....And I get the fact that, if it wasn't for folks like my Dad and the other lefties of his time, my current world, one in which I make a living with my eyes and my mind wide open, would not be what it is today.....

....And most of all, I now get the fact that my Dad was, and is, my hero.

Photo at the top...My Dad and my youngest brother C., getting ready for a highly ritualized Samuri Fishing Rod Sword Fight (to the death!) up at Spectacle Lake at the top of the Malahat on Vancouver Island in the early/mid-70's.
Photo at the bottom...My Mom with somebody's kid, probably one of my much younger cousins, at the picnic table in our daisy-filled old back yard on Monterey Ave. in Victoria that was the scene of a thousand-and-one-before-and-after-dinner soccer and/or cream-'em games (although the latter were more often in the front yard for some unfathomable reason) also probably from the middish '70's...And if I'm wrong, rest assured that my brothers will be sure to correct me!



S.Davis said...

Beautifully written Ross. My Dad was also a blue collar guy, a union welder in the Bay Area in the 40's,50's, 60's,and 70's. My Mom also worked during those years,she was a "Rosie the Riveter" in the Richmond Cal. shipyards and later a computer maker for Beckman instruments. However Beckman laid her of one year prior to her being eligible for a pension. Oh by the way she had been actively trying to organise a union at the company.I been a teacher for 31 years now and have watched a generation of kids denied the type of education they need and deserve. I had a student on Friday tell me that his older brother said that if he asked his boss for a raise his boss would say bye and have a nice life. Well of course I seized that teachable moment to explain what being in a union means. When a person is alone you can be exploited ,but when you stand as a group you have a voice. I also pointed out to him the benefits we as a society enjoy thank's to the sacrifices of union people before us. As i hope we settle our own strike soon I will not sacrifice the lessons my own Mom and Dad taught me.

RossK said...

Thanks SD--

How did you make your way from the Bay Area to here?


Eleanor Gregory said...

Well said, Ross K. When I think of the limited financial resources I had when I was 18, I know I was lucky to be born a generation earlier than this generation finishing high school. Back in those days, 1st UBC tuition was about $460 per year, books about $50 or $60. I had burseries and scholarships from high school that paid almost all of the tuition, and part time earnings from a summer job from which I was able to save about $600 by the beginning of the fall term. My daily budget covered bus to and from campus, one coffee and one cinny bun. I packed my lunch. Not possible to go to university these days on so thin a dime.

S.Davis said...

I was(am) a Vietnam war resister. I made my way to Nelson where I met my wife of 42 years. Warmly received except for a few old bigots. As I recall I wasn't alone in the good old Kootenays. Ha,Ha!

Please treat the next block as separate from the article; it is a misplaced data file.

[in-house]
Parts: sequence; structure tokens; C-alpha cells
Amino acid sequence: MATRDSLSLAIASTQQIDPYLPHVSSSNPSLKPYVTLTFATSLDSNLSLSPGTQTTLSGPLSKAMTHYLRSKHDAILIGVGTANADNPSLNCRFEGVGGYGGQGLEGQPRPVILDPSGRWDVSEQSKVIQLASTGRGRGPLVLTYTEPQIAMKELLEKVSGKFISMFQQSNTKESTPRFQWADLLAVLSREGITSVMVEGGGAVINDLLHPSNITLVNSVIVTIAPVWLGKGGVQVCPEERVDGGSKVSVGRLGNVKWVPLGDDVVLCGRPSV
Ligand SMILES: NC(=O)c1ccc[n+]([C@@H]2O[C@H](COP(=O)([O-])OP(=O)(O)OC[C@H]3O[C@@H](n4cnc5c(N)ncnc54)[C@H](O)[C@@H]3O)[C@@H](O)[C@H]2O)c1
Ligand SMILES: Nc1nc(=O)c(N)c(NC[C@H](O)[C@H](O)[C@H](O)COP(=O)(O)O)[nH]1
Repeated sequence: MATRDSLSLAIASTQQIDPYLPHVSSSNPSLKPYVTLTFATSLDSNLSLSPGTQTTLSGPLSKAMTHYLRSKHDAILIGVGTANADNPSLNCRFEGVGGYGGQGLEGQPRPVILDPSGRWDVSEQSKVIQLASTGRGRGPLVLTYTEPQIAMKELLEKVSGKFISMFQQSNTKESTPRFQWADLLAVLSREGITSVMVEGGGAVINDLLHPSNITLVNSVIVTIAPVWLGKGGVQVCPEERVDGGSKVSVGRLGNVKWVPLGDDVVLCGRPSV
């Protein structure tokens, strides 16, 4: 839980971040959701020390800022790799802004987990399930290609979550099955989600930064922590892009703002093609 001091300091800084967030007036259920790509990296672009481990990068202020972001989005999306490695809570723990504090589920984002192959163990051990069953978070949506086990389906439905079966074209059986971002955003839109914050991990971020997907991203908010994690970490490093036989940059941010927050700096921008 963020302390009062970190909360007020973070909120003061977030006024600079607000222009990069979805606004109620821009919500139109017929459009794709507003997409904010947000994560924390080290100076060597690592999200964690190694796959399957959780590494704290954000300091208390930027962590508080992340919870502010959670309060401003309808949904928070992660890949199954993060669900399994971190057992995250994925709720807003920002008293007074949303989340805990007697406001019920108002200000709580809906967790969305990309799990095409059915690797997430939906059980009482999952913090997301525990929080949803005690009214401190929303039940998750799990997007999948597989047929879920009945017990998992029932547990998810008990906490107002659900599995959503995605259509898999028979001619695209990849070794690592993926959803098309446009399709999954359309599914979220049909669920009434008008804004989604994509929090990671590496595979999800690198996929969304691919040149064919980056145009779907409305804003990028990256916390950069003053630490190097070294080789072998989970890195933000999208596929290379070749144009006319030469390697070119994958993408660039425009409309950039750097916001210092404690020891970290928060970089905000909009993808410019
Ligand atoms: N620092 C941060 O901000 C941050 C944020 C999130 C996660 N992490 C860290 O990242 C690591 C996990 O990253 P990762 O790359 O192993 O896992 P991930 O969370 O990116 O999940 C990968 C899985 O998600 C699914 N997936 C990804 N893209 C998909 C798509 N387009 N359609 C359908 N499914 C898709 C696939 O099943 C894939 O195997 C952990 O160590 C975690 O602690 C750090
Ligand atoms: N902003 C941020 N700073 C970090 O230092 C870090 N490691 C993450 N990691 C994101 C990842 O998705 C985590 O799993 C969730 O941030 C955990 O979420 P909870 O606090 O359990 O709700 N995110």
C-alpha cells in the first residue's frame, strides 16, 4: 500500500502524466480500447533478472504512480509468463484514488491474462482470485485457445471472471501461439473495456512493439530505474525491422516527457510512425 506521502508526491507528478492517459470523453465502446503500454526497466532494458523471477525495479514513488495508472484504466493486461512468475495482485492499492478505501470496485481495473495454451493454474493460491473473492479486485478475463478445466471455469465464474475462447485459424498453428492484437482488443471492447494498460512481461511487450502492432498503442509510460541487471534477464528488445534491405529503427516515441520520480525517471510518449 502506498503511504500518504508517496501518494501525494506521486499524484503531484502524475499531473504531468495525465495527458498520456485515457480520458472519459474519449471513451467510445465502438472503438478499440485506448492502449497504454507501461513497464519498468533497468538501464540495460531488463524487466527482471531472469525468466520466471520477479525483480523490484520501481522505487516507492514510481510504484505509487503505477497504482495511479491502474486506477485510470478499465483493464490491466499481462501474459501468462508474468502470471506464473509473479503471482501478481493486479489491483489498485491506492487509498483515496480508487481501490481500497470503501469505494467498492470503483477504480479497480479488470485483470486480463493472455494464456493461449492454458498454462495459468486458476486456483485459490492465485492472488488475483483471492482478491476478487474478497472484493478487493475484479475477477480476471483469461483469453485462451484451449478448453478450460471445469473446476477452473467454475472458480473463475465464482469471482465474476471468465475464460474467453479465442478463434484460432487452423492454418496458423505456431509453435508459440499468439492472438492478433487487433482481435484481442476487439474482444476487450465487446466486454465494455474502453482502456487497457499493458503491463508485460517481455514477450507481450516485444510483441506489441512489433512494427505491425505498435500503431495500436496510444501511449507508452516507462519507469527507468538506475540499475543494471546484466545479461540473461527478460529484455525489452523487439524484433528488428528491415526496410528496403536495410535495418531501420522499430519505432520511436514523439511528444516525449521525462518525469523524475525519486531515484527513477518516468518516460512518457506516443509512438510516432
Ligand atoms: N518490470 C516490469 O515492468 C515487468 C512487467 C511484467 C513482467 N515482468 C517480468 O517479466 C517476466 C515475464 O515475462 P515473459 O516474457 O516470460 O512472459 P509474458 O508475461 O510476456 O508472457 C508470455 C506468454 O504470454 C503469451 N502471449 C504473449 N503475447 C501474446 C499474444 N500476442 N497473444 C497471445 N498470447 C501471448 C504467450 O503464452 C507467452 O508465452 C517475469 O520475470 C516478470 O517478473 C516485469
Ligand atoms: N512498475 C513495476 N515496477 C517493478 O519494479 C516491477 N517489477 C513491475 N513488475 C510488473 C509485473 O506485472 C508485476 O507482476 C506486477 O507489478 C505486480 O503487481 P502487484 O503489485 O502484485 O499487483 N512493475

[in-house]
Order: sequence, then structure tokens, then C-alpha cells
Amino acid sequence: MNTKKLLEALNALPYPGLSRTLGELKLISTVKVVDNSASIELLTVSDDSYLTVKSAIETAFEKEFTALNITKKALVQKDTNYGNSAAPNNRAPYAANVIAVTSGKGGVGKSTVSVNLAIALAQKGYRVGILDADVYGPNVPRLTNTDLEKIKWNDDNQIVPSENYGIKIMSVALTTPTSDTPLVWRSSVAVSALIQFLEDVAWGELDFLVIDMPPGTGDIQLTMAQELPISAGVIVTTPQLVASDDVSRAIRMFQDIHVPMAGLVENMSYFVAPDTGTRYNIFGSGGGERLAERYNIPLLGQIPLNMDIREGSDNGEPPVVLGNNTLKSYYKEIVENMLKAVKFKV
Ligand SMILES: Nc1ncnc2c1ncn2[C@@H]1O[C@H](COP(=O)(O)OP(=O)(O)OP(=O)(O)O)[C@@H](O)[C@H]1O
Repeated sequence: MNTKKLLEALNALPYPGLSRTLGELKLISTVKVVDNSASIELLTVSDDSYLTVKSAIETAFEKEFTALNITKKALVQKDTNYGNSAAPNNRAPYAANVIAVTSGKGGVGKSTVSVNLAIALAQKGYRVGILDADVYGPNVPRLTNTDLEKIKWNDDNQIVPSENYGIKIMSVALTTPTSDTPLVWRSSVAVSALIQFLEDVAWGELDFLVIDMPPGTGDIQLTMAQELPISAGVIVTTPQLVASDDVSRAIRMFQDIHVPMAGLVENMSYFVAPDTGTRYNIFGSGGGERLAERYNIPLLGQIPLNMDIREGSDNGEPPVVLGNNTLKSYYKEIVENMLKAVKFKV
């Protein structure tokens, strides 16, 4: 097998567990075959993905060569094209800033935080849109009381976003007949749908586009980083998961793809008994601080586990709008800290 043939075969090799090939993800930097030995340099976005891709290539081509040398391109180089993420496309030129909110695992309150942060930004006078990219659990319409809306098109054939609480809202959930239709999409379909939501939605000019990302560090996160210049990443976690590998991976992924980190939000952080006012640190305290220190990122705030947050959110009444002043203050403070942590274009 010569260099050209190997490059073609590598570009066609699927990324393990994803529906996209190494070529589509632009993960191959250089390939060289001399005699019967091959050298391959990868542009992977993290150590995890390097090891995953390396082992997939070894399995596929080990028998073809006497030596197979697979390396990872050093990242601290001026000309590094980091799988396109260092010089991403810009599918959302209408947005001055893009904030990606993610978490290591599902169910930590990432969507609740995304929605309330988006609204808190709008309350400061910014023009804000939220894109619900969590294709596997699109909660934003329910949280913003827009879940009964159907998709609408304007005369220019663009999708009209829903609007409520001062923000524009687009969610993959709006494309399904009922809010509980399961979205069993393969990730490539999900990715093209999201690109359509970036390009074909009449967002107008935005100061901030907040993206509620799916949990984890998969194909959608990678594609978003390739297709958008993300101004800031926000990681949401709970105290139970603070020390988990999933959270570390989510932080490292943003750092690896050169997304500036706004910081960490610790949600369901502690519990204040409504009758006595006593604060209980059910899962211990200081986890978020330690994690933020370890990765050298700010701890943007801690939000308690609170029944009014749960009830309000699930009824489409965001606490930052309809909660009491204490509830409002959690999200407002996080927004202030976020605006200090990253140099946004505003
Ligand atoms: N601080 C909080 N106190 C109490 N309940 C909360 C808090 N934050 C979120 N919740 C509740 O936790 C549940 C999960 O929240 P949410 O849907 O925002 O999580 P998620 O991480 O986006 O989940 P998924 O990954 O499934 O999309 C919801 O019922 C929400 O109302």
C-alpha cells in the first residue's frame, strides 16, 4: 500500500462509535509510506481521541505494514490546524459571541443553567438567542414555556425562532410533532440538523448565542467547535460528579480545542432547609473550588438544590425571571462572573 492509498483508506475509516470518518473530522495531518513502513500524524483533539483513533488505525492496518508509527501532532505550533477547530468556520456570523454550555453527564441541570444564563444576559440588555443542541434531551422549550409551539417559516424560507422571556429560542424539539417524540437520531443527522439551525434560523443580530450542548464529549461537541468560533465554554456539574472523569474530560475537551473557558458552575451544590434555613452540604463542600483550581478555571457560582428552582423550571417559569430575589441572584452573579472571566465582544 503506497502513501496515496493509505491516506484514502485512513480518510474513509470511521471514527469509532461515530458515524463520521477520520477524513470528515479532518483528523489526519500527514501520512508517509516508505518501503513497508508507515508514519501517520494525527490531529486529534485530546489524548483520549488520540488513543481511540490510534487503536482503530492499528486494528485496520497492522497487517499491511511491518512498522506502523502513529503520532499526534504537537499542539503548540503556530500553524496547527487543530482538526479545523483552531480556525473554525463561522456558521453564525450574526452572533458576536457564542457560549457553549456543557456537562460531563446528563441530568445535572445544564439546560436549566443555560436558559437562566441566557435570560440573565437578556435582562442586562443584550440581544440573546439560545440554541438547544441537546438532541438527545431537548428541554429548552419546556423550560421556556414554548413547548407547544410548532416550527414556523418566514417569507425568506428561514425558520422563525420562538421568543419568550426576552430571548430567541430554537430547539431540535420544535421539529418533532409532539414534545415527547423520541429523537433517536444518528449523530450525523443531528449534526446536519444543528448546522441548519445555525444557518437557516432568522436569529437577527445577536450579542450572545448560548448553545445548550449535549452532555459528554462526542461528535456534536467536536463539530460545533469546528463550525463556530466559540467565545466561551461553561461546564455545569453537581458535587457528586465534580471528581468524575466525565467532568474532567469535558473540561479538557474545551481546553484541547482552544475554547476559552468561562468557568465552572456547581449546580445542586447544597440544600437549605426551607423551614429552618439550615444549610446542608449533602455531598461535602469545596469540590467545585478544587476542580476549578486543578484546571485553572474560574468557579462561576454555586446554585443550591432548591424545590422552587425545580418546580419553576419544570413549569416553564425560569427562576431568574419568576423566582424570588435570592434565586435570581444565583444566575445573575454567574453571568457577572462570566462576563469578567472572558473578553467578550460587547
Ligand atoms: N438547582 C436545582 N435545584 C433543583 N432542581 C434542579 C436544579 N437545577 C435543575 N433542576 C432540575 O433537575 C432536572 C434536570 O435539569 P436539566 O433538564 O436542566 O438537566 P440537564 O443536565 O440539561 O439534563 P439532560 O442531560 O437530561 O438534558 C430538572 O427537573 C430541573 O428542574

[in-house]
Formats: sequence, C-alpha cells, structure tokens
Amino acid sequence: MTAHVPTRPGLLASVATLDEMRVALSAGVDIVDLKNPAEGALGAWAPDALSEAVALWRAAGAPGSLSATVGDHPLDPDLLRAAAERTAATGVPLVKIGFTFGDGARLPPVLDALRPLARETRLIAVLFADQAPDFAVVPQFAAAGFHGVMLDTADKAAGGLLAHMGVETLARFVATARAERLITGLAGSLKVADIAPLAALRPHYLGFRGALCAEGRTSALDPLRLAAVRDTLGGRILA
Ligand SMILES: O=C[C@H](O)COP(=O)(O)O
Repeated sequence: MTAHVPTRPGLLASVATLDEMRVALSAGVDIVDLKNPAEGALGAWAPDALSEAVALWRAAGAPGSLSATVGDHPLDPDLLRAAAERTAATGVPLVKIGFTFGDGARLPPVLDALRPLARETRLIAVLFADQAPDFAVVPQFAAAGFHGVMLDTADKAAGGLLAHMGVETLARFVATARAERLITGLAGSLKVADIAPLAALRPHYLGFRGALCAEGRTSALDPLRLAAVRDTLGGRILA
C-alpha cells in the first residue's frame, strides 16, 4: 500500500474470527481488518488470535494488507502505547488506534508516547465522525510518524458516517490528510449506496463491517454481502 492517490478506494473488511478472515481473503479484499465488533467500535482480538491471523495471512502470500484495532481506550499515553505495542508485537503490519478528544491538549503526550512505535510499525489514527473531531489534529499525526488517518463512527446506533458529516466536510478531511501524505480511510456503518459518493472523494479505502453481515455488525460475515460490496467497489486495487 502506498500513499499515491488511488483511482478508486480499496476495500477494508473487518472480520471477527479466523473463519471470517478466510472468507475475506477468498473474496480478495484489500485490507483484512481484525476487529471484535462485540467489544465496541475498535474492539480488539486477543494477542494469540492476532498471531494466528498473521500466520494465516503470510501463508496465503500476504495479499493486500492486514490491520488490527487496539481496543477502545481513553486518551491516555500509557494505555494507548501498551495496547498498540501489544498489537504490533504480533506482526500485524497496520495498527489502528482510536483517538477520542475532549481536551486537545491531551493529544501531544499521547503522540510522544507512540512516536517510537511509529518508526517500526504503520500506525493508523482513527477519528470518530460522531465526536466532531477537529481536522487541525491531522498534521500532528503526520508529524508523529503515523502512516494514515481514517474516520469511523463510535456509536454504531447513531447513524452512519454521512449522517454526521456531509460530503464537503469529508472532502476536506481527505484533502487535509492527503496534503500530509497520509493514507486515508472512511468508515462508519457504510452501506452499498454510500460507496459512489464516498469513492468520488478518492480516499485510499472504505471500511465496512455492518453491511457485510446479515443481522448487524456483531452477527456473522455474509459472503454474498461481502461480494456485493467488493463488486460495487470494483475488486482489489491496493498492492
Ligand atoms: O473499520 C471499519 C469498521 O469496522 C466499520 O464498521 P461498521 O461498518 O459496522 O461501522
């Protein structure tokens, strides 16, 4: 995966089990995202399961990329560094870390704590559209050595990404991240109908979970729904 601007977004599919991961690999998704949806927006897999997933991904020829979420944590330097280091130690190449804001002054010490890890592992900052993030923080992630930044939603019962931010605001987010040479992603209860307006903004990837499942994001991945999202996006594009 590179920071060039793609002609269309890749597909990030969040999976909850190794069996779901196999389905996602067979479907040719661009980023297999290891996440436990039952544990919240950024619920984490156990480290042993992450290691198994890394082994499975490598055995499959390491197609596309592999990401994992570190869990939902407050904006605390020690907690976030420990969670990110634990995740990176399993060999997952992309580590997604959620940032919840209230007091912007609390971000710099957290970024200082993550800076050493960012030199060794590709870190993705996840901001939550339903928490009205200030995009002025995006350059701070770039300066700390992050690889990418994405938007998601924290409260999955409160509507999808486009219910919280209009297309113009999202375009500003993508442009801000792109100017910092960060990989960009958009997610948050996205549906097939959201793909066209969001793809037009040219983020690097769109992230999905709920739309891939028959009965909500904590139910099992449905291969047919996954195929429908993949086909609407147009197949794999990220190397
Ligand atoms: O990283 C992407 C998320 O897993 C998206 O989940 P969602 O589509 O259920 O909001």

Anonymous said...

Hi Ross. I more than enjoyed your Father's Day tribute as I can relate. I was 5 years old when my Dad came home from WWII; in fact, remember it like it was yesterday. Because he'd been away for so long, I didn't even recognize who this man was walking down our driveway carrying a rucksack on his back. He'd been dropped off by the train in our little downtown and had to walk about a mile home - no taxis for vets in those days.

Having a wife and 4 kids, his first priority was to get a job and the Hammond Cedar Mill was hiring so off he went. Those that found a way not to join up already had the best jobs so the starting point was on the 'green chain', a gut-wrenching one.

This experience introduced him to a union (IWA)and his commitment to the rights of workers was firmly established. As the family expanded I was fully aware that University wouldn't be in my future, living out in the Fraser Valley and the only unis were UBC and UVic. However, he taught me that work ethic was extremely important and I was lucky because when I graduated from High School, we could always get a job, not like today. I did finally get to a University but it was after I was married and had my children and that served me well in my career.
I will always appreciate what my Dad COULD do for me and that was to instill a life-long interest in learning, an interest in politics and the obligation to vote and a concern for those who are not as fortunate as I have been.

RossK said...



I'm not sure I would have gone either if the tuition had not been $540 the first year at UVIC. That low barrier is definitely rising.

And for all those that are worried that their kids will lose out because they will not be going to Harvard or McGill, or UofT, or even UBC, for their undergradate training - except for certain fields [i.e. finance or law] it really doesn't matter. As someone who is now an arbiter of this stuff, I know that what really matters is what comes later.


Ahhhhh....So glad you came!...Not sure you would be able to now...We have a very good friend who spent his entire teaching career in the Richmond school system (met him while C. and I lived in Berkeley when I was a post-doc)...He and his partner are recently retired and have moved up the coast to Mendocino county...Boy, does he have some war stories (and stories of great triumph too).



You said....

"...I will always appreciate what my Dad COULD do for me and that was to instill a life-long interest in learning, an interest in politics and the obligation to vote and a concern for those who are not as fortunate as I have been..."

I feel exactly the same what about what my Dad did for me...It really was exactly like that...He allowed/encouraged me to be the kind of kid that would read Kurt Vonnegut's entire ouevre before I was 14.


Thanks everybody!


e.a.f. said...

great post!

Unions did give us a decent standard of living. Back in the day, the I.W.A. ensured a lot of our parents made enough money for us to have nice homes, decent food on table, medical and dental care, paid summer vacation also. It changed our lives and how society moved forward.